Ye gods! It's spotting with rain. Yesterday afternoon Bob, Mary Kay and I tried to go to a rainforest. After looking at a mysterious hill populated by stray cats and single, young men standing under fig trees, we got into a taxi and attempted to ask the driver to take us to a park/forest area near the Jesus-on-a-Hill. He seemed prepared only to take us to the statue. As we begin to drive up the steep, cattled hills, the car just ground to a halt. The driver was having difficulty keeping the handbreak on, and I had visions of sliding backwards down the hill and being pulverised by traffic on the main highway or being mashed by cars whizzing around the bend that might hit us before they could see us. We got out of the car and helped pull it to the curbside. There was a lot of gesticulating. Neither the driver nor we understood a word of each others' language. Indeed, language is a great way for two tribes to get the wrong idea about each other. You just think the other guy is stupid.

So we paid the driver off and left him to freewheel away. It seemed like a good idea to at least walk part of the way up to Jesus, who loomed with open arms several hundreds of feet above us. Some people driving past stopped and talked and gesticulated. Again, we understood nothing - except that they didn't seem to like us going up the hill. Well, too bad. Onward we strode. Children passed us with bags on their heads. Then we turned a corner and the road stopped being a kind of Mulholland Drive and mutated into the projects. We were about to walk through the slum district waving all out totems of capitalism. "Robyn, maybe you should put your camera in Bob's bag", said Mary Kay. We turned around and sped down the hill. Mary Kay and Bob realised the situation before I did. We could have been eaten by Brazilian children. I can't believe how stupid I am sometimes - too busy thinking about life to actually notice it. Michi warned me to be careful. When we got back into town, we saw the taxi driver playing cards on top of a rubbish bin.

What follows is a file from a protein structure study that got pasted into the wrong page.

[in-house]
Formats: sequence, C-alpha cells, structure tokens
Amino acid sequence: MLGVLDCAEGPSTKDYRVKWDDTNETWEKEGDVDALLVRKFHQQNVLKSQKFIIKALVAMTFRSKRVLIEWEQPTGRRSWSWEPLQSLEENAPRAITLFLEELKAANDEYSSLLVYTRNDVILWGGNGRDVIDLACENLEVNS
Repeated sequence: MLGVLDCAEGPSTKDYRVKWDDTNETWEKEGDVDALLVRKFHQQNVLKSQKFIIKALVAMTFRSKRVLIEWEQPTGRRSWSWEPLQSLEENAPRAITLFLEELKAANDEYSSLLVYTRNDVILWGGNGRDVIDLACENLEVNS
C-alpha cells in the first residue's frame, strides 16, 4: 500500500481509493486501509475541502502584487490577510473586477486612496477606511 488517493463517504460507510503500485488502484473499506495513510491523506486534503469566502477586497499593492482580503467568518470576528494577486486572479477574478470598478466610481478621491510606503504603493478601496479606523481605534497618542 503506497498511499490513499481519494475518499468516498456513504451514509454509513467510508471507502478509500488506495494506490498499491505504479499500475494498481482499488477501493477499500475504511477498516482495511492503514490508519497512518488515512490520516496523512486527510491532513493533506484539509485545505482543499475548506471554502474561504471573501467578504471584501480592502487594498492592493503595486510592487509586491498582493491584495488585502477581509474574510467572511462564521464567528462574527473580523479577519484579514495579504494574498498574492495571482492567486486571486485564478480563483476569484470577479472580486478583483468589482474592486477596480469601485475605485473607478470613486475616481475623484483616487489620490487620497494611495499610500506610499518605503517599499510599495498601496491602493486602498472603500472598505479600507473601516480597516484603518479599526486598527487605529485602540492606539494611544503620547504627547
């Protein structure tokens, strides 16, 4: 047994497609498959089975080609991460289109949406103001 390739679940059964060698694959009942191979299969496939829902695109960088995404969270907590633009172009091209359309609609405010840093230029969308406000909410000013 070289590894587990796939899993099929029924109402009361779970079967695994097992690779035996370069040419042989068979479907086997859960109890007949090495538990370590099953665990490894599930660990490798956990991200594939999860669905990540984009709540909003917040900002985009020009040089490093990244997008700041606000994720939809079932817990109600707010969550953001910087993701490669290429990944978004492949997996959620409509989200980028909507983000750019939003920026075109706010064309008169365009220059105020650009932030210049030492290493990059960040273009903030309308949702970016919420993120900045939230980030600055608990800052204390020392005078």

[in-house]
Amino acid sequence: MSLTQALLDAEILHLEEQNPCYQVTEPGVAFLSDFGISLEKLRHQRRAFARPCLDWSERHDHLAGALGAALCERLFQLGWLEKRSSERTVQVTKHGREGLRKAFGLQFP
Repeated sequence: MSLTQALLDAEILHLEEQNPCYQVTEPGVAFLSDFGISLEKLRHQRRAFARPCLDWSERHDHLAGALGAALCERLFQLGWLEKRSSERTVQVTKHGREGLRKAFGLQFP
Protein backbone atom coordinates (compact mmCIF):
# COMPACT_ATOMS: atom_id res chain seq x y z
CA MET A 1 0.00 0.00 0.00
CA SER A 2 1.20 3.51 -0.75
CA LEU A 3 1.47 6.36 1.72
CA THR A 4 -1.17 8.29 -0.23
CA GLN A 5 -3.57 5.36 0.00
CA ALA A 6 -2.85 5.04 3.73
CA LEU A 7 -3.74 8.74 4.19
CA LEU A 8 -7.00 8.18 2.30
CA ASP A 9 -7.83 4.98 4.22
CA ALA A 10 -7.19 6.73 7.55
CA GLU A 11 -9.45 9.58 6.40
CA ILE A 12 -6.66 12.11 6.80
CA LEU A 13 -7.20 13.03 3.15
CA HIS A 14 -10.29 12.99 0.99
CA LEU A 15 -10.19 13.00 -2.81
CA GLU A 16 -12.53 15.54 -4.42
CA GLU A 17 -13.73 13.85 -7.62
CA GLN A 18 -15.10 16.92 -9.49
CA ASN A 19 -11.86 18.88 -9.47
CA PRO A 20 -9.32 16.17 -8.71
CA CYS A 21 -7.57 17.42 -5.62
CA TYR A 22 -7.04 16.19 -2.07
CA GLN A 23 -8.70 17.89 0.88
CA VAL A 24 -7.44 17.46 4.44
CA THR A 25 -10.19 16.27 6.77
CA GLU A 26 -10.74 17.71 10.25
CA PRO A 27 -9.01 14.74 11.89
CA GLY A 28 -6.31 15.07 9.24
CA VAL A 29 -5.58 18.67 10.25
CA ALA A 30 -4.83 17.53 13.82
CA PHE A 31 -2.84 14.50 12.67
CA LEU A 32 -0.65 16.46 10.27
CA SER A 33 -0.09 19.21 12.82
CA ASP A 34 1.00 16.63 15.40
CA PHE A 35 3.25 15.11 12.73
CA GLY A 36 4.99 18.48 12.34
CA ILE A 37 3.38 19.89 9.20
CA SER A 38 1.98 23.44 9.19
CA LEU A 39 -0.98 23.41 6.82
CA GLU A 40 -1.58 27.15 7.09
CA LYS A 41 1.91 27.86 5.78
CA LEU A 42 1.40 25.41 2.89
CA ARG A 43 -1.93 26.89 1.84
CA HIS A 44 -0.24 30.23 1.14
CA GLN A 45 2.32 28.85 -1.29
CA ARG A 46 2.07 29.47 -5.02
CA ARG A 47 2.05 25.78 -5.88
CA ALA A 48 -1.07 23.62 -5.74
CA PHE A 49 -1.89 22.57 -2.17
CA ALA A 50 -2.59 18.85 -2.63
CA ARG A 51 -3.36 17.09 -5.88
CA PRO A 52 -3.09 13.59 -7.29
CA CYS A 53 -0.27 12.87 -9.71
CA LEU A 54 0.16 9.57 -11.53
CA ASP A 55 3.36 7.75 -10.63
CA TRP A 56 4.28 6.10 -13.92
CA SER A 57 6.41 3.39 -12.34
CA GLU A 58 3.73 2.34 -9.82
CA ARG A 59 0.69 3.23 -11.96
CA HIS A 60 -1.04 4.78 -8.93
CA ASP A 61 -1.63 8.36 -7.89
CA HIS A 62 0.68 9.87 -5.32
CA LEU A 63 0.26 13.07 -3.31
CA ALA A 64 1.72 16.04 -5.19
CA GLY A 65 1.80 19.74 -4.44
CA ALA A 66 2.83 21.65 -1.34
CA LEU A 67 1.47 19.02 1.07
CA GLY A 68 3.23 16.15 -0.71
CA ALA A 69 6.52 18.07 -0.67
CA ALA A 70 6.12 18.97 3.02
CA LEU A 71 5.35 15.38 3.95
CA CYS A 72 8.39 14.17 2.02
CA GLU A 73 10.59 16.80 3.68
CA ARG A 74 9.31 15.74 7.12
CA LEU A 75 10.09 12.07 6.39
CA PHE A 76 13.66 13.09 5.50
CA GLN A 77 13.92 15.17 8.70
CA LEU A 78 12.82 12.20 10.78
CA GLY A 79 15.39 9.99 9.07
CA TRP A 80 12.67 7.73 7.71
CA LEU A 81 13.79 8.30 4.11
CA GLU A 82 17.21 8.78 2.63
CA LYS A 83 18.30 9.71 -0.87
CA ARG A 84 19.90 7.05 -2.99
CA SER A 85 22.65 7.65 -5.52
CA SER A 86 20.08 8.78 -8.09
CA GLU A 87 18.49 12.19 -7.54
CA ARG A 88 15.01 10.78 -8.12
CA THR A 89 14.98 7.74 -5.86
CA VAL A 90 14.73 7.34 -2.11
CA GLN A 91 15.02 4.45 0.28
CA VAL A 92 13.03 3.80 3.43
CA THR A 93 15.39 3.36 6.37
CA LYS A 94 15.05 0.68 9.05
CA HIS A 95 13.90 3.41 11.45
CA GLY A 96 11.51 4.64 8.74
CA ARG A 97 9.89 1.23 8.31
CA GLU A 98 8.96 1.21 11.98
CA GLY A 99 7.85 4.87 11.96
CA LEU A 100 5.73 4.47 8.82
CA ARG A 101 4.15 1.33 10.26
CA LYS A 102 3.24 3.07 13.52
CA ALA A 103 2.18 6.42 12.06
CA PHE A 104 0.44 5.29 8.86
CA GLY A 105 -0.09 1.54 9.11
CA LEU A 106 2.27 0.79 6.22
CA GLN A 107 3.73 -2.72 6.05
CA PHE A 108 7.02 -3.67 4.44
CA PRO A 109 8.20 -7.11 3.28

Before leaving the beach, I went back briefly into the sea. As the water came up to my chest, I kicked my feet off the sand below and plunged into a delicious, arching breast stroke. I felt like a bird, borne aloft by water instead of air. Suddenly, an object bobbed on the water in front of my face. It was a severed fish head. I grimaced, turned about and swam ashore through the dead leaves and plastic bags. I'm not sure about Copacabana beach. It's just that Ipanema has head-slapping waves and a belly-grasping undertow. But fewer dead things.